Jan 23 2005, 11:26 PM
I am trying to put a system of Voice Rec together so that my family and I can communicate with our deaf 89 year old father-in-law. At present we try to include him in our conversations by hand writing messages and notes to him on a dry erase chalk board.
I do understand that with voice recognition we will not be able to 'converse' in the sense of multiple family members talking to him at one time but most anything will be better than what we now have and to have one persons' voice transcribed for him to read would make his life much more enjoyable.
I think we would like to use 'Dragon Naturally Speaking Preferred', installed on a laptop computer. After reading a lot of forum postings I understand the importance of a fast cpu and adequate ram as well as a USB mike.
The last laptop I bought was a refurbished Compaq Presario 2100 with 512 mb of ram, a AMD 2120 processor and XP sp2. I have read on this forum that in 2001 Compaq was not a computer of choice for at least one knowledgeable contributer. Is this still a brand to shy away from? Is a computer similar to what I bought with an increase in the ram to 1 gig enough or should I look to different parameters? Would I be better advised to go with a different brand?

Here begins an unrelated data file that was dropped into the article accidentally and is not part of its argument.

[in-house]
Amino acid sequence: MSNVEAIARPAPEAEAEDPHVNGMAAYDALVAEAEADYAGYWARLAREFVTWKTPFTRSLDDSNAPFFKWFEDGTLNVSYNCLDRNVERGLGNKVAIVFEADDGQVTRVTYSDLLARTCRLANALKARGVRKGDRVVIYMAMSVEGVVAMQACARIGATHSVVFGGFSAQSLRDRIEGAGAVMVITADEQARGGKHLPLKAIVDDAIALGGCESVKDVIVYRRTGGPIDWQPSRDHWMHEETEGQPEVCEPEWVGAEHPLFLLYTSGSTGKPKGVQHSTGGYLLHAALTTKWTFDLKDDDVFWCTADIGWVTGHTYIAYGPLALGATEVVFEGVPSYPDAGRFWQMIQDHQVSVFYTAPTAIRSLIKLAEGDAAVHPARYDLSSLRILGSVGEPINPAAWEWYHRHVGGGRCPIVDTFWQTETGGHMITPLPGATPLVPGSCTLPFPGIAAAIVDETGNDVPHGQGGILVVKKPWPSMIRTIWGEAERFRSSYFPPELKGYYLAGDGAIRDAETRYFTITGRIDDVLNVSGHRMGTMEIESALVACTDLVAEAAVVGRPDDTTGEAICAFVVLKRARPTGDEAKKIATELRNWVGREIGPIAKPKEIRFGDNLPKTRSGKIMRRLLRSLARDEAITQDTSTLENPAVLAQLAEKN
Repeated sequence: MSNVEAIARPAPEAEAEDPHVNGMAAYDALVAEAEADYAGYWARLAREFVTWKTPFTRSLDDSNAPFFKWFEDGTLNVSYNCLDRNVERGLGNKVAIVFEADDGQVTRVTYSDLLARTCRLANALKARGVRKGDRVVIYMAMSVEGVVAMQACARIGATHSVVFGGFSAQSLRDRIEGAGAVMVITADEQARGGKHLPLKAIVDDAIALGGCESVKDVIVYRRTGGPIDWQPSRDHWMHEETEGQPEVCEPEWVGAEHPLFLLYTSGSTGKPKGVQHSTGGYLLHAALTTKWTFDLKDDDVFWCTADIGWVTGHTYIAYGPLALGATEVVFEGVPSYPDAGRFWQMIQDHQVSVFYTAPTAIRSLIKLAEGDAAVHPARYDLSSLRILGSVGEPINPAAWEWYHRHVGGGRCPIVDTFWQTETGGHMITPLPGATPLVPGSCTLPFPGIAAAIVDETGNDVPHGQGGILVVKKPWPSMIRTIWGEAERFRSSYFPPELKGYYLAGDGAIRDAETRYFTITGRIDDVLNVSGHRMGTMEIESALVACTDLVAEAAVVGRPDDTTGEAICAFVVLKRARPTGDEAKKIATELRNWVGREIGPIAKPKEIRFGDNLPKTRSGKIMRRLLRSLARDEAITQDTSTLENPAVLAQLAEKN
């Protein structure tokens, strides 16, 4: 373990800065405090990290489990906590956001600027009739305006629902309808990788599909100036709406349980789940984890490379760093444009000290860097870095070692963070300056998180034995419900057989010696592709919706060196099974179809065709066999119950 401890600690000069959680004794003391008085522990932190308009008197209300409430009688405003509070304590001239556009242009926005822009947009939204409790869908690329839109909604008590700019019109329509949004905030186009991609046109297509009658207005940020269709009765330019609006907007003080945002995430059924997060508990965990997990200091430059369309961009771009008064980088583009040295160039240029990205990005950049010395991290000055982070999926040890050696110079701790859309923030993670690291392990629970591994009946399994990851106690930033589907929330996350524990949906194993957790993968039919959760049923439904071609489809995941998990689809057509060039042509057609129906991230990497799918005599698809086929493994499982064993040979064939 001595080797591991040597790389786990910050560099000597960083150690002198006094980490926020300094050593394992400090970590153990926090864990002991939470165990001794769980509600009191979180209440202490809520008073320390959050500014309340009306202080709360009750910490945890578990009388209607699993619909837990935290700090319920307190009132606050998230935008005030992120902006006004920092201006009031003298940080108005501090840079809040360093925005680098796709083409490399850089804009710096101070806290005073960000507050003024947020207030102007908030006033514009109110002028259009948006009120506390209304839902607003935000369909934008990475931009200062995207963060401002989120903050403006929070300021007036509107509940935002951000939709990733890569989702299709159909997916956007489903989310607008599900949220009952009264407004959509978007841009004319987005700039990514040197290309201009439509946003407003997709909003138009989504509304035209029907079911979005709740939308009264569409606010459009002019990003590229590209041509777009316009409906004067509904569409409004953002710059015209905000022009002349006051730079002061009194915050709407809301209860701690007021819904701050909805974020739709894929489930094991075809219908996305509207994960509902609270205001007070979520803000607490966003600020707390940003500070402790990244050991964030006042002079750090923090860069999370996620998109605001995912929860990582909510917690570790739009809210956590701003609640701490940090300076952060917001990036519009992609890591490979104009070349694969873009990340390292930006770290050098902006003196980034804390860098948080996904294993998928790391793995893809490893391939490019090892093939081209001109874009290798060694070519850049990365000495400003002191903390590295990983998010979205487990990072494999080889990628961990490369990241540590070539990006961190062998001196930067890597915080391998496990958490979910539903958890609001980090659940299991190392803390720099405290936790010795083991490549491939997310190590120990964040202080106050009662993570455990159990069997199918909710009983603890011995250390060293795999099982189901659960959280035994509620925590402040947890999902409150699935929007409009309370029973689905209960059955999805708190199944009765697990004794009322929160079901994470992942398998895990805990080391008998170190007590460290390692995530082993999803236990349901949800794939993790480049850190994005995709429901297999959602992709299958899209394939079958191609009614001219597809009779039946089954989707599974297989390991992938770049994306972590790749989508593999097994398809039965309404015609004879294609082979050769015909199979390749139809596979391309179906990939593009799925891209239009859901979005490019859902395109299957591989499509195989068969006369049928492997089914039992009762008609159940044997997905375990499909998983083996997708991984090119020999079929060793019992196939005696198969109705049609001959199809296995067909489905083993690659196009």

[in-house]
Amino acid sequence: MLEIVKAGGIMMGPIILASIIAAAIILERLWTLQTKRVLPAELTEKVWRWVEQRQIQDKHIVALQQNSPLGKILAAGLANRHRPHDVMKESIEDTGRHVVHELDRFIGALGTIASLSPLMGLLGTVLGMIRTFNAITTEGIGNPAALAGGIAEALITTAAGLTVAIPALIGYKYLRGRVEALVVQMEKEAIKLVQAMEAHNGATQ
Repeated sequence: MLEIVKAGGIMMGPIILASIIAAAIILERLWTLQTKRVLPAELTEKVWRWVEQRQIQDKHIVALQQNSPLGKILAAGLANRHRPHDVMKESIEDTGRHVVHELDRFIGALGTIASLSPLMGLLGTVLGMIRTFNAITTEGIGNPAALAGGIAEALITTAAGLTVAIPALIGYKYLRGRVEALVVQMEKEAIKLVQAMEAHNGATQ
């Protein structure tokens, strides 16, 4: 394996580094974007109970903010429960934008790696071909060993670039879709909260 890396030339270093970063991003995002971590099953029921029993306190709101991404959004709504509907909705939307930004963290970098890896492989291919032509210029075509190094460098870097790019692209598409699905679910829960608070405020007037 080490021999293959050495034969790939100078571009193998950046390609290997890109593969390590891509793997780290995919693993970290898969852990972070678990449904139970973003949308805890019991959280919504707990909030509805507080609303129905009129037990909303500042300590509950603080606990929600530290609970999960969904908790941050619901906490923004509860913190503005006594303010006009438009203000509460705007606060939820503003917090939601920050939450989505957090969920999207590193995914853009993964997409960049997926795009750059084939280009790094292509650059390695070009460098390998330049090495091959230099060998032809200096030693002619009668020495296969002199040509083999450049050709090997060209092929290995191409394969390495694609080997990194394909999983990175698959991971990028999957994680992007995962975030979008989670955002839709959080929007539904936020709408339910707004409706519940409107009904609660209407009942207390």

I don't want to waste money by over buying but I do want to make sure I put a system together that will not disappoint my father-in-law.
Jan 24 2005, 06:04 AM
Yeah they are. The guy is amazing! The pension outfits sure are not making any money off of him - it is only this year that he has even started using a cane and even that is just because he fell and injured his hip. But to answer your question; he is still in full use of all his body other than his hearing.
What we kind of invision with this DNS program is one of us simply using the mike to facilitate carrying on a 'conversation'. I don't see any likelyhood that he will use it for anything else such as email or surfing the web.
Jan 24 2005, 07:09 AM
Thank you for your help and advice: it is much appreciated.
Jan 24 2005, 08:21 AM
Sundowni, I'm interested in what you have in mind for your father-in-law. Do you envision, for example, at a family get-together, that one of the family members will be wearing a headset and will repeat comments made by others, so that the comments will come up on a computer screen?
If so, that is possible, but you will need a very good noise canceling microphone. I would also recommend a laptop with at least one gig of RAM and a 3 GHz chip set. I also think that for a laptop, you're better off with a USB pod instead of using the onboard sound card. You don't need a special USB microphone -- a good noise canceling analog microphone can then plug into the USB pod.
Will one person be using this system? Or will you have several different users? Each user has to train the system. But don't be put off by the training process-- it's pretty fast and easy.
And as you change users during the course of a long conversation, each user would have to log off, and then you would log on a new user. It's not prohibitive, but it takes a few seconds.
It would help if one of the people involved in this project were fairly computer-savvy. Dragon is reasonably user-friendly, but sometimes it helps to have some technological know-how.
It sounds like you don't need to use Dragon for "command-and-control." I would therefore recommend Preferred, rather than the Professional Edition, which is much more expensive.